Author Salon Profile Completion Guide

[Print version]

PROFILE GUIDE - Notes and Process By Category Share/Bookmark

There are no great writers, only great rewriters.

You must take time to carefully read and consider all issues and examples below before you begin the sign-up process. It would be a very good idea to draft profile responses ahead of time, especially with regards to the more complex questions involving plot, conflict, climax, story premise, hook/log line and so forth. Whether you are a novice or veteran writer, you will experience the act of completing your writer and story profile as a learning experience. The mere act of addressing the issues and nuances in the profile serves the purpose of enabling you to understand what it takes to envision, structure, write and edit a manuscript that agents and editors will take seriously.

At such time you critique work written by your peers, or even your own work, we want you to wear the hat of an agent or editor in this business. See it from their standpoint alone, not from the standpoint of the average workshop writer. Will you put your career on the line for that novel? For that memoir or nonfiction? Consider it. The right answer makes a huge difference in the way you choose to approach the development of your project.

But now, back to the profile. You might find that one aspect of it sparks ideas for others. For example, defining the source of major story conflict(s) might require you to revise your story synopsis (and perhaps your story as well) on the first page of the profile. Pay careful attention to the examples we use below, especially the synopses, hook lines, and conflict statements. Seek to emulate them. If you cannot do so, that is a red flag something is lacking in your work. Ignoring them is equivalent to telling us you are unwilling to learn or adapt. Use the profile effectively to reality-test your manuscript in every way, and to go back and improve it as much as possible before beginning the Author Salon critique process.

We don't wish to say this, but we must. Failure to properly complete your bio and project profile and/or marked sloppiness or tangential matter in the profile will be cause for potential disapproval of your membership at Author Salon; and upon acceptance, failure to later edit your profile as necessary will result in being left out of searches conducted by business professionals, Algonkian staff, and other writers, not to mention create an overall impression that you are not taking your work seriously.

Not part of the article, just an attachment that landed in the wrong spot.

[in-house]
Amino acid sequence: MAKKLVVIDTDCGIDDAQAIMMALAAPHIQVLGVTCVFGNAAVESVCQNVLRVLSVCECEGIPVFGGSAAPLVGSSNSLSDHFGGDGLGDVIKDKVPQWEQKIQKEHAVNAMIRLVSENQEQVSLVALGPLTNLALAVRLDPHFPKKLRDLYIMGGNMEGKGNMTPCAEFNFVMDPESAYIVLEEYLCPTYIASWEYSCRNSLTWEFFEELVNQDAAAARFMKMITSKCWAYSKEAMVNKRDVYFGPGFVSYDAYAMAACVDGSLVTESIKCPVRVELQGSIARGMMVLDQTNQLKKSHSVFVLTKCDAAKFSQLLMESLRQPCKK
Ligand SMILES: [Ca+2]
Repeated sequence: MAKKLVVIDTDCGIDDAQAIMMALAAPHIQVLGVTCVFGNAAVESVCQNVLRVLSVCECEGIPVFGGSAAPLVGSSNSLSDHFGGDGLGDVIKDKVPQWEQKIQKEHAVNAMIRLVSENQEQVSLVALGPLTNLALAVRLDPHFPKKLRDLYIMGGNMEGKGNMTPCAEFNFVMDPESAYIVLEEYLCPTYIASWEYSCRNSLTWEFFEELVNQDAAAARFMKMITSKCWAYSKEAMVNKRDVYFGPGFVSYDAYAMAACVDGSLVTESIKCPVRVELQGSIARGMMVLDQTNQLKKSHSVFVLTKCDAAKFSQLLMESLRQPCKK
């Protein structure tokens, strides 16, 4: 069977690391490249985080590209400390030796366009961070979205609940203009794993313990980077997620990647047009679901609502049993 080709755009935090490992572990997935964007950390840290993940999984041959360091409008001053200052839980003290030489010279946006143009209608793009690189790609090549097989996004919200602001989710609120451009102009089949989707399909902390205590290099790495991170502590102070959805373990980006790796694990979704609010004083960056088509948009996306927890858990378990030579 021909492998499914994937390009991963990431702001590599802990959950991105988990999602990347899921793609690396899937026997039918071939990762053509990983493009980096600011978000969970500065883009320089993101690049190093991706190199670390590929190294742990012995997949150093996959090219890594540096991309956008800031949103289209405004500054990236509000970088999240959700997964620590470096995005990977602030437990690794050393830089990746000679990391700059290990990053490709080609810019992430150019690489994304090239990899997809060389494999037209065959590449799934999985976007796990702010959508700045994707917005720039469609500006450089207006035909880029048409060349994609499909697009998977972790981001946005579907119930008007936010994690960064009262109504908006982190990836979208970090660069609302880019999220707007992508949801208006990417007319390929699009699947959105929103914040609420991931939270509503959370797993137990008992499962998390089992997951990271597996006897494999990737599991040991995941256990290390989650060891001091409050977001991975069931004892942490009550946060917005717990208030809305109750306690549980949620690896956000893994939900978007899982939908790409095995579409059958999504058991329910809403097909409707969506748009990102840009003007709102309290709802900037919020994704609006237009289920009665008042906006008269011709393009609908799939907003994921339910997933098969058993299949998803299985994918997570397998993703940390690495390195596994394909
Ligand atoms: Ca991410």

Take note also that it is best to use Firefox or Google Chrome at such time you work on your profile since those two browsers are more likely to enable spell check as you type. Also take note that you should not write your profile synopsis with the critical sections of the profile marked off in parens--this is only for the examples below.

Regardless, the following notes address questions that need clarification and elaboration. Don't hesitate to return to update your profile often, as necessary, and certainly whenever you feel you and your project have productively evolved to a more competitive status. Btw, not every question is covered below, only those that need to be. And please note you can PRINT THIS PAGE by clicking the link on the top right of this page. If you don't print before you begin your profile, we advise keeping a separate tab open on your browser so that you can reference this page while you are going through the process.

And one more thing. Continually ask yourself the following questions as you progress into Author Salon and grow as a writer. Be honest at all times, because you owe it to yourself.
  • Do I understand my genre and readership well enough to write competitive work?